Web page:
Ballistic Pendulum
Labs 
Ballistic Pendulum: Muzzle Velocity
Labs 
Bouncing Steel Spheres
Labs 
Circumference and Diameter
Labs 
Collision Pendulum: Muzzle Velocity
Labs 
Conservation of Energy and Vertical Circles
Labs 
Conservation of Momentum in TwoDimensions
Labs 
Cookie Sale Problem
Labs 
Density of a Paper Clip
Labs 
Determining the Distance to the Moon
Labs 
Determining the Distance to the Sun
Labs 
Eratosthenes' Measure of the Earth's Circumference
Labs 
Force Table  Force Vectors in Equilibrium
Labs 
Home to School
Labs 
Indirect Measurements: Height by Measuring The Length of a Shadow
Labs 
Indirect Measures: Inscribed Circles
Labs 
Inelastic Collision  Velocity of a Softball
Labs 
Inertial Mass
Labs 
Introductory Simple Pendulums
Labs 
Lab: Rectangle Measurements
Labs 
Lab: Triangle Measurements
Labs 
LooptheLoop
Labs 
Marble Tube Launcher
Labs 
Quantized Mass
Labs 
Ramps: Sliding vs Rolling
Labs 
Roller Coaster, Projectile Motion, and Energy
Labs 
Rotational Inertia
Labs 
Rube Goldberg Challenge
Labs 
Spring Carts
Labs 
Target Lab: Ball Bearing Rolling Down an Inclined Plane
Labs 
The Size of the Moon
Labs 
The Size of the Sun
Labs 
Video Lab: Blowdart Colliding with Cart
Labs 
Video LAB: Circular Motion
Labs 
Video Lab: Falling Coffee Filters
Labs 
Video Lab: M&M Collides with Pop Can
Labs 
Video Lab: Marble Collides with Ballistic Pendulum
Resource Lesson:
RL 
APC: Work Notation
RL 
Basic Trigonometry
RL 
Basic Trigonometry Table
RL 
Conservation of Energy and Springs
RL 
Curve Fitting Patterns
RL 
Dimensional Analysis
RL 
Energy Conservation in Simple Pendulums
RL 
Gravitational Energy Wells
RL 
Linear Regression and Data Analysis Methods
RL 
Mechanical Energy
RL 
Metric Prefixes, Scientific Notation, and Conversions
RL 
Metric System Definitions
RL 
Metric Units of Measurement
RL 
Momentum and Energy
RL 
Principal of Least Action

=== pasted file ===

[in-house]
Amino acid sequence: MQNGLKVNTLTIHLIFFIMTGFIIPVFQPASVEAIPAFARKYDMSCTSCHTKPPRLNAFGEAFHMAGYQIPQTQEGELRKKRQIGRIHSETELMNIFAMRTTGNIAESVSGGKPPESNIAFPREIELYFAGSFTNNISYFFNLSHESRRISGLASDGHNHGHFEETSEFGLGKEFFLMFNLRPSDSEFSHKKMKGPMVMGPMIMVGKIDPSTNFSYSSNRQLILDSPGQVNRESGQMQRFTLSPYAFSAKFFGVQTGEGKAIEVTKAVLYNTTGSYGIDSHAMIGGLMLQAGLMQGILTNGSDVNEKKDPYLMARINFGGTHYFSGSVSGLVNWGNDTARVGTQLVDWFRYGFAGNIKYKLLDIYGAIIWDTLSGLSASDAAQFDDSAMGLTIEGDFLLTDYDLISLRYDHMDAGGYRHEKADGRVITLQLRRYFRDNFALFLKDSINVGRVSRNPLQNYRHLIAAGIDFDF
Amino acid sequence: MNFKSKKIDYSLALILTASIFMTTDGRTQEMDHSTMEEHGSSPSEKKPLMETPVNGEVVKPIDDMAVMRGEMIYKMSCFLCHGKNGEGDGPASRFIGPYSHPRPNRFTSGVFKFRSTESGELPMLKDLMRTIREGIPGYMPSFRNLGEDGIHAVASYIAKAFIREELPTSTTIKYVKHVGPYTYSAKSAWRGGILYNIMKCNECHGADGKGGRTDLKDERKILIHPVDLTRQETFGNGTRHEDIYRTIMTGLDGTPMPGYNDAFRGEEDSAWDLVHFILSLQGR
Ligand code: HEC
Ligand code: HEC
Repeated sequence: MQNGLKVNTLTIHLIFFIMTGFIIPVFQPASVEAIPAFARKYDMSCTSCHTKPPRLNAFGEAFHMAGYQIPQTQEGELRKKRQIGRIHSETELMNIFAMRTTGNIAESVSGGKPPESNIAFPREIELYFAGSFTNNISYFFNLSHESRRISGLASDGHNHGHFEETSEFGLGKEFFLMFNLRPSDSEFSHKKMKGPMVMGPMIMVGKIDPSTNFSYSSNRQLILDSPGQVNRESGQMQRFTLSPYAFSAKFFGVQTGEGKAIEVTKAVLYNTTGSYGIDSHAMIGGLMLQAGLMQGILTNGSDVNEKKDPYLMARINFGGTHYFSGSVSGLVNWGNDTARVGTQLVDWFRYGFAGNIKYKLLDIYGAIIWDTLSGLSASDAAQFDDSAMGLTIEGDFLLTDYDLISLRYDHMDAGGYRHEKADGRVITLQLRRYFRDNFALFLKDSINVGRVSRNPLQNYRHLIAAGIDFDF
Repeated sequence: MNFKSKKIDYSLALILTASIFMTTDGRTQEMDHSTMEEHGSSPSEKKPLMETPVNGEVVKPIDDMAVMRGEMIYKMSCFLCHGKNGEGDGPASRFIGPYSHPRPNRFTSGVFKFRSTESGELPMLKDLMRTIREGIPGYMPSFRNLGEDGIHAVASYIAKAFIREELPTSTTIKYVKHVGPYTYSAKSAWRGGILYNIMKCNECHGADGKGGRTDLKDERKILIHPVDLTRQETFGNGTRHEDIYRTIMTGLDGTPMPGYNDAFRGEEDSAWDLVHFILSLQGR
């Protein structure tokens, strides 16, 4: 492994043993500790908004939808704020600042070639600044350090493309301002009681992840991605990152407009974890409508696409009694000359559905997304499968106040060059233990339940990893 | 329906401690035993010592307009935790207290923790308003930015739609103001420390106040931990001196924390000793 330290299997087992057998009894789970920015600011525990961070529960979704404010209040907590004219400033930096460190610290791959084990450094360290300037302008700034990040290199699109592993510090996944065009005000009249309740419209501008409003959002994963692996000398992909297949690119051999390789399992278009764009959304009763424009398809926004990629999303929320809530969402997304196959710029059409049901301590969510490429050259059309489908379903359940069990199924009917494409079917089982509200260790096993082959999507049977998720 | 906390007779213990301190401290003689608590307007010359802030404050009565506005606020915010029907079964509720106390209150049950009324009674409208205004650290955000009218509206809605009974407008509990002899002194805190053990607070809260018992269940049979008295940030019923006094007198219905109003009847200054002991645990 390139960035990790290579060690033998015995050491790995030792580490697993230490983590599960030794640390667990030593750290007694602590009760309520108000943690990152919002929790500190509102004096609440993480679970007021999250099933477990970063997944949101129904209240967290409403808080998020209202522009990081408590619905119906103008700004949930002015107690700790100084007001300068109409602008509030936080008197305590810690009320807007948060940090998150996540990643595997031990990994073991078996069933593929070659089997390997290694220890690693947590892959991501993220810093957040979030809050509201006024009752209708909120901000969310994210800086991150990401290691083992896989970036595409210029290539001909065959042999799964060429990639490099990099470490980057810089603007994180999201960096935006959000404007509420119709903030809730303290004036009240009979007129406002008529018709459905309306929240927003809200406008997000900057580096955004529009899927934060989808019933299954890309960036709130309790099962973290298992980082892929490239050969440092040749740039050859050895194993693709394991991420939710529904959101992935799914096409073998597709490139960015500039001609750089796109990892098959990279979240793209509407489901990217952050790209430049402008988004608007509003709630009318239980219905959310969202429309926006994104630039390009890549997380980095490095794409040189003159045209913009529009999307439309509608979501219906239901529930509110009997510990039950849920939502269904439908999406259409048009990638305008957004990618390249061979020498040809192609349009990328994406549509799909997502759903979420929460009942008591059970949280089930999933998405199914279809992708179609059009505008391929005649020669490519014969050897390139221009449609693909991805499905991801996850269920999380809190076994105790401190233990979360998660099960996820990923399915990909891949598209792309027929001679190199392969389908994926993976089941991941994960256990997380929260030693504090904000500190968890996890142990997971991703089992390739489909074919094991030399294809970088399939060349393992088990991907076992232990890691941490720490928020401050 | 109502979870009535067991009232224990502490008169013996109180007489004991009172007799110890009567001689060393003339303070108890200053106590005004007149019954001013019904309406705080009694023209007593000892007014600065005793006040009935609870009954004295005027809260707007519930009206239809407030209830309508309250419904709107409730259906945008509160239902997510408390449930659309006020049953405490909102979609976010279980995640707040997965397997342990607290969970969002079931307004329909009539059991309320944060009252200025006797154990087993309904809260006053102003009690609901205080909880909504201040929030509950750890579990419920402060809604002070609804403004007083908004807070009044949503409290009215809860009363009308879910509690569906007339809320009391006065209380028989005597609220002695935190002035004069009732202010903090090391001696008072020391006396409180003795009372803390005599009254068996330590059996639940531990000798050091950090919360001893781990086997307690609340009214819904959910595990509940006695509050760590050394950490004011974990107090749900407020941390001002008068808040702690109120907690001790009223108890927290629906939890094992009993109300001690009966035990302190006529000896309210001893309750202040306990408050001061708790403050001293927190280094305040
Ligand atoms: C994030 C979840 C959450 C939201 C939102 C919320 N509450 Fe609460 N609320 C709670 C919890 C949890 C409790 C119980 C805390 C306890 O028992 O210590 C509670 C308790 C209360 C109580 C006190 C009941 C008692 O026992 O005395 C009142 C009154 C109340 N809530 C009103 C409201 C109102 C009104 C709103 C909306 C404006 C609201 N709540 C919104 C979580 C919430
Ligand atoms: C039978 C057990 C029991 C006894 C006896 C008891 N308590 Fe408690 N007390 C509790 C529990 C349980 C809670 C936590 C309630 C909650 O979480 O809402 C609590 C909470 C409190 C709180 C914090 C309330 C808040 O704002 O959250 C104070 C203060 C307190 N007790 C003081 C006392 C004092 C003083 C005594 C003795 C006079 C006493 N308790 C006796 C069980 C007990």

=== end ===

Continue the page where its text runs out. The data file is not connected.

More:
RL 
Properties of Lines
RL 
Properties of Vectors
RL 
Rotational Dynamics: Pivoting Rods
RL 
Rotational Kinetic Energy
RL 
Significant Figures and Scientific Notation
RL 
Springs and Blocks
RL 
Symmetries in Physics
RL 
Tension Cases: Four Special Situations
RL 
Vector Resultants: Average Velocity
RL 
Vectors and Scalars
RL 
Work
RL 
Work and Energy
Review:
REV 
Honors Review: Waves and Introductory Skills
REV 
Physics I Review: Waves and Introductory Skills
REV 
Test #1: APC Review Sheet
Worksheet:
APP 
Puppy Love
APP 
The Dognapping
APP 
The Jogger
APP 
The Pepsi Challenge
APP 
The Pet Rock
APP 
The Pool Game
APP 
War Games
CP 
Conservation of Energy
CP 
Inverse Square Relationships
CP 
Momentum and Energy
CP 
Momentum and Kinetic Energy
CP 
Power Production
CP 
Sailboats: A Vector Application
CP 
Satellites: Circular and Elliptical
CP 
Tensions and Equilibrium
CP 
Vectors and Components
CP 
Vectors and Resultants
CP 
Vectors and the Parallelogram Rule
CP 
Work and Energy
NT 
Cliffs
NT 
Elliptical Orbits
NT 
Escape Velocity
NT 
Gravitation #2
NT 
Ramps
NT 
Satellite Positions
WS 
Advanced Properties of Freely Falling Bodies #1
WS 
Advanced Properties of Freely Falling Bodies #2
WS 
Advanced Properties of Freely Falling Bodies #3
WS 
Calculating Vector Resultants
WS 
Charged Projectiles in Uniform Electric Fields
WS 
Circumference vs Diameter Lab Review
WS 
Data Analysis #1
WS 
Data Analysis #2
WS 
Data Analysis #3
WS 
Data Analysis #4
WS 
Data Analysis #5
WS 
Data Analysis #6
WS 
Data Analysis #7
WS 
Data Analysis #8
WS 
Density of a Paper Clip Lab Review
WS 
Dimensional Analysis
WS 
Energy Methods: More Practice with Projectiles
WS 
Energy Methods: Projectiles
WS 
Energy/Work Vocabulary
WS 
Force vs Displacement Graphs
WS 
Frames of Reference
WS 
Graphical Relationships and Curve Fitting
WS 
Indirect Measures
WS 
Introduction to Springs
WS 
Kinematics Along With Work/Energy
WS 
Lab Discussion: Inertial and Gravitational Mass
WS 
Mastery Review: Introductory Labs
WS 
Metric Conversions #1
WS 
Metric Conversions #2
WS 
Metric Conversions #3
WS 
Metric Conversions #4
WS 
Potential Energy Functions
WS 
Practice: Momentum and Energy #1
WS 
Practice: Momentum and Energy #2
WS 
Practice: Vertical Circular Motion
WS 
Properties of Lines #1
WS 
Properties of Lines #2
WS 
Rotational Kinetic Energy
WS 
Scientific Notation
WS 
Significant Figures and Scientific Notation
WS 
Static Springs: The Basics
WS 
Work and Energy Practice: An Assortment of Situations
WS 
Work and Energy Practice: Forces at Angles
TB 
Work, Power, Kinetic Energy
TB 
Working with Vectors
TB 
Working with Vectors
REV 
Math Pretest for Physics I
PhysicsLAB
Copyright © 19972020
Catharine H. Colwell
All rights reserved.
Application Programmer
Mark Acton